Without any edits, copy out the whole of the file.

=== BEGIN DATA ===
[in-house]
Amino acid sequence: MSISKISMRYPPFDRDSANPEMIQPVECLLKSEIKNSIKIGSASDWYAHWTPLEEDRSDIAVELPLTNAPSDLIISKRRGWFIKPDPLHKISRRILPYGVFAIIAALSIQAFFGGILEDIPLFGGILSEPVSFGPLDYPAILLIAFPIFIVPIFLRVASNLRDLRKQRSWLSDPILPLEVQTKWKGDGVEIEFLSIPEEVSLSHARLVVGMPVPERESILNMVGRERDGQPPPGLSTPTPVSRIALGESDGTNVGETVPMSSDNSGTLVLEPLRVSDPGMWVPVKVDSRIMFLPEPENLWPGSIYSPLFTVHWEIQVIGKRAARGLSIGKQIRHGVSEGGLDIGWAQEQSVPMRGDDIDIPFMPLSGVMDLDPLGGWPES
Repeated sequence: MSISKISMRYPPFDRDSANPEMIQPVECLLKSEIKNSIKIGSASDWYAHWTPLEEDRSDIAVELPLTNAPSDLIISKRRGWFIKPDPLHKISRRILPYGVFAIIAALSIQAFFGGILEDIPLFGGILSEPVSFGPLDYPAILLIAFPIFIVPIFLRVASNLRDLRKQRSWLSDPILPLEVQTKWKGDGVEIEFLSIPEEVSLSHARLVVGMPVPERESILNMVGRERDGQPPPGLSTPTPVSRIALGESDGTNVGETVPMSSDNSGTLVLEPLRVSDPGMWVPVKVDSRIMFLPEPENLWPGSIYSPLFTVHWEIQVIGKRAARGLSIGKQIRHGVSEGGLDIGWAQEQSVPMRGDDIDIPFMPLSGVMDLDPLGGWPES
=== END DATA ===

[in-house]
Amino acid sequence: MSISKISMRYPPFDRDSANPEMIQPVECLLKSEIKNSIKIGSASDWYAHWTPLEEDRSDIAVELPLTNAPSDLIISKRRGWFIKPDPLHKISRRILPYGVFAIIAALSIQAFFGGILEDIPLFGGILSEPVSFGPLDYPAILLIAFPIFIVPIFLRVASNLRDLRKQRSWLSDPILPLEVQTKWKGDGVEIEFLSIPEEVSLSHARLVVGMPVPERESILNMVGRERDGQPPPGLSTPTPVSRIALGESDGTNVGETVPMSSDNSGTLVLEPLRVSDPGMWVPVKVDSRIMFLPEPENLWPGSIYSPLFTVHWEIQVIGKRAARGLSIGKQIRHGVSEGGLDIGWAQEQSVPMRGDDIDIPFMPLSGVMDLDPLGGWPES
Repeated sequence: MSISKISMRYPPFDRDSANPEMIQPVECLLKSEIKNSIKIGSASDWYAHWTPLEEDRSDIAVELPLTNAPSDLIISKRRGWFIKPDPLHKISRRILPYGVFAIIAALSIQAFFGGILEDIPLFGGILSEPVSFGPLDYPAILLIAFPIFIVPIFLRVASNLRDLRKQRSWLSDPILPLEVQTKWKGDGVEIEFLSIPEEVSLSHARLVVGMPVPERESILNMVGRERDGQPPPGLSTPTPVSRIALGESDGTNVGETVPMSSDNSGTLVLEPLRVSDPGMWVPVKVDSRIMFLPEPENLWPGSIYSPLFTVHWEIQVIGKRAARGLSIGKQIRHGVSEGGLDIGWAQEQSVPMRGDDIDIPFMPLSGVMDLDPLGGWPES